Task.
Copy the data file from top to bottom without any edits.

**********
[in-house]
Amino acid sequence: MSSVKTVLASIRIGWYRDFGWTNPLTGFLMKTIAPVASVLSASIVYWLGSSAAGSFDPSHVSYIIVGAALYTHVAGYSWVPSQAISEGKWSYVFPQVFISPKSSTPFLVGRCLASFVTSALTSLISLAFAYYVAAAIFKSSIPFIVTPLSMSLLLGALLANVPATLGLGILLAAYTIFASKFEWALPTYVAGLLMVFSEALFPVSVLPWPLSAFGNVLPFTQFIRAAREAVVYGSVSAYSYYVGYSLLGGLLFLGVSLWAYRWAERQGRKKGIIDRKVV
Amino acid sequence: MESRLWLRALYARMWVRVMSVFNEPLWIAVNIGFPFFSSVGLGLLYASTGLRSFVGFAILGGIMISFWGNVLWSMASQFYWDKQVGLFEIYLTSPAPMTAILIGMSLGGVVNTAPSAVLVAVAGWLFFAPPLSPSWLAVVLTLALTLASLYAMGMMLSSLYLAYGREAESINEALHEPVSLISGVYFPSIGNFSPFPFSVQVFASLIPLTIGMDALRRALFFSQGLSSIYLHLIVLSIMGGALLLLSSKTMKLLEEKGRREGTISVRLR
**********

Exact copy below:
[in-house]
Amino acid sequence: MSSVKTVLASIRIGWYRDFGWTNPLTGFLMKTIAPVASVLSASIVYWLGSSAAGSFDPSHVSYIIVGAALYTHVAGYSWVPSQAISEGKWSYVFPQVFISPKSSTPFLVGRCLASFVTSALTSLISLAFAYYVAAAIFKSSIPFIVTPLSMSLLLGALLANVPATLGLGILLAAYTIFASKFEWALPTYVAGLLMVFSEALFPVSVLPWPLSAFGNVLPFTQFIRAAREAVVYGSVSAYSYYVGYSLLGGLLFLGVSLWAYRWAERQGRKKGIIDRKVV
Amino acid sequence: MESRLWLRALYARMWVRVMSVFNEPLWIAVNIGFPFFSSVGLGLLYASTGLRSFVGFAILGGIMISFWGNVLWSMASQFYWDKQVGLFEIYLTSPAPMTAILIGMSLGGVVNTAPSAVLVAVAGWLFFAPPLSPSWLAVVLTLALTLASLYAMGMMLSSLYLAYGREAESINEALHEPVSLISGVYFPSIGNFSPFPFSVQVFASLIPLTIGMDALRRALFFSQGLSSIYLHLIVLSIMGGALLLLSSKTMKLLEEKGRREGTISVRLR